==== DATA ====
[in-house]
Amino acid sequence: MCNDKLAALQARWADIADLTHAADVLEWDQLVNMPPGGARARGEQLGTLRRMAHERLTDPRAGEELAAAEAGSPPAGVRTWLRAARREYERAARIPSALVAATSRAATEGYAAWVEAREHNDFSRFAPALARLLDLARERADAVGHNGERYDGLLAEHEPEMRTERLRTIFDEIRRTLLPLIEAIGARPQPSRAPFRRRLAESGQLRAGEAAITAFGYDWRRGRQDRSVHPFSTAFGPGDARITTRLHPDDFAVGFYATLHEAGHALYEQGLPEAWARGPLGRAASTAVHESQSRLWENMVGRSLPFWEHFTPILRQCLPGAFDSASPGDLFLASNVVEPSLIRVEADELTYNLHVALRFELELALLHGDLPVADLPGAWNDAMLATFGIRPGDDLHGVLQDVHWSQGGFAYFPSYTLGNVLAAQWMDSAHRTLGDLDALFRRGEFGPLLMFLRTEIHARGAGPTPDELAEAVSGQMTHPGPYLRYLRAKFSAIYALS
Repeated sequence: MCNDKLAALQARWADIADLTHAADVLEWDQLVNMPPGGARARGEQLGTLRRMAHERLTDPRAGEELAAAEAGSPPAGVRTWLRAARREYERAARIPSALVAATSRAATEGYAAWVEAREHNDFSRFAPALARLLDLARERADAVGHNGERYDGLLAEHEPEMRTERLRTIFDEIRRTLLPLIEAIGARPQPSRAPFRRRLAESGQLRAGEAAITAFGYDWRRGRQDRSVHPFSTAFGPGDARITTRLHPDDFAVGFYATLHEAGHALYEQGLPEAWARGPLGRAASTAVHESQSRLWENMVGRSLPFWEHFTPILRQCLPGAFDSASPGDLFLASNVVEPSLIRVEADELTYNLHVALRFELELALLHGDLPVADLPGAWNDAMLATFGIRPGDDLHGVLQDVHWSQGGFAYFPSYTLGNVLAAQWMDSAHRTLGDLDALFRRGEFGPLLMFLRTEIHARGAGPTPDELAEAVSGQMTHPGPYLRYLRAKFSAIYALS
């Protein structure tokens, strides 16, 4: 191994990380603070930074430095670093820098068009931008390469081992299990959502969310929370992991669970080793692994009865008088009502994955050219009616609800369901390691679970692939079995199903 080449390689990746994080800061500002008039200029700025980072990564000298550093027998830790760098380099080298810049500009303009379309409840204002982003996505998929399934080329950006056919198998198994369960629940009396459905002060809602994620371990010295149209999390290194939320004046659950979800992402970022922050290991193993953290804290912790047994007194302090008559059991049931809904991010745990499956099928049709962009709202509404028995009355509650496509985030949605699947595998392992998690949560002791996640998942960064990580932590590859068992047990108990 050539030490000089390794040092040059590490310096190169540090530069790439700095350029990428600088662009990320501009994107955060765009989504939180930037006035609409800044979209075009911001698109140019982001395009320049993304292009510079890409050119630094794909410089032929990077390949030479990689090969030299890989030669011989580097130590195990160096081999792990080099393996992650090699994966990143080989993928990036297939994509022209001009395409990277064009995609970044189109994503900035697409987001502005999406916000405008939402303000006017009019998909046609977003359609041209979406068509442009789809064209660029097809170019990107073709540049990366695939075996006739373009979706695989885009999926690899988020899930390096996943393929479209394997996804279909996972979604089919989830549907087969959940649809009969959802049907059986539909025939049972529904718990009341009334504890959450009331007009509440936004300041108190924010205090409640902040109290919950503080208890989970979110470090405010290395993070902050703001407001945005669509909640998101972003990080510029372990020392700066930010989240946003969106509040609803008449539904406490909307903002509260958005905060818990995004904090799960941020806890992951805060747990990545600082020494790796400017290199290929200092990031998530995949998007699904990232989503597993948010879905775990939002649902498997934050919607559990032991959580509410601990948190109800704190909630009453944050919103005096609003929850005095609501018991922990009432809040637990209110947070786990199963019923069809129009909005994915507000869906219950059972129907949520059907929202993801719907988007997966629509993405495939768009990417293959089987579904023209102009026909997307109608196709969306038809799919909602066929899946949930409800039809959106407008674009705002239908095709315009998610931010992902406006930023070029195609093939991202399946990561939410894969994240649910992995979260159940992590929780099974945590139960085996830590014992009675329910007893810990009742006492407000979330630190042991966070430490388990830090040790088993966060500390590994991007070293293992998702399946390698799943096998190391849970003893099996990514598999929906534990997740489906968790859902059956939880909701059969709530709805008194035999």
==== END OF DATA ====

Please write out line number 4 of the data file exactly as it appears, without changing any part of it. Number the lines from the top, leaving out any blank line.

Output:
């Protein structure tokens, strides 16, 4: 191994990380603070930074430095670093820098068009931008390469081992299990959502969310929370992991669970080793692994009865008088009502994955050219009616609800369901390691679970692939079995199903 080449390689990746994080800061500002008039200029700025980072990564000298550093027998830790760098380099080298810049500009303009379309409840204002982003996505998929399934080329950006056919198998198994369960629940009396459905002060809602994620371990010295149209999390290194939320004046659950979800992402970022922050290991193993953290804290912790047994007194302090008559059991049931809904991010745990499956099928049709962009709202509404028995009355509650496509985030949605699947595998392992998690949560002791996640998942960064990580932590590859068992047990108990 050539030490000089390794040092040059590490310096190169540090530069790439700095350029990428600088662009990320501009994107955060765009989504939180930037006035609409800044979209075009911001698109140019982001395009320049993304292009510079890409050119630094794909410089032929990077390949030479990689090969030299890989030669011989580097130590195990160096081999792990080099393996992650090699994966990143080989993928990036297939994509022209001009395409990277064009995609970044189109994503900035697409987001502005999406916000405008939402303000006017009019998909046609977003359609041209979406068509442009789809064209660029097809170019990107073709540049990366695939075996006739373009979706695989885009999926690899988020899930390096996943393929479209394997996804279909996972979604089919989830549907087969959940649809009969959802049907059986539909025939049972529904718990009341009334504890959450009331007009509440936004300041108190924010205090409640902040109290919950503080208890989970979110470090405010290395993070902050703001407001945005669509909640998101972003990080510029372990020392700066930010989240946003969106509040609803008449539904406490909307903002509260958005905060818990995004904090799960941020806890992951805060747990990545600082020494790796400017290199290929200092990031998530995949998007699904990232989503597993948010879905775990939002649902498997934050919607559990032991959580509410601990948190109800704190909630009453944050919103005096609003929850005095609501018991922990009432809040637990209110947070786990199963019923069809129009909005994915507000869906219950059972129907949520059907929202993801719907988007997966629509993405495939768009990417293959089987579904023209102009026909997307109608196709969306038809799919909602066929899946949930409800039809959106407008674009705002239908095709315009998610931010992902406006930023070029195609093939991202399946990561939410894969994240649910992995979260159940992590929780099974945590139960085996830590014992009675329910007893810990009742006492407000979330630190042991966070430490388990830090040790088993966060500390590994991007070293293992998702399946390698799943096998190391849970003893099996990514598999929906534990997740489906968790859902059956939880909701059969709530709805008194035999």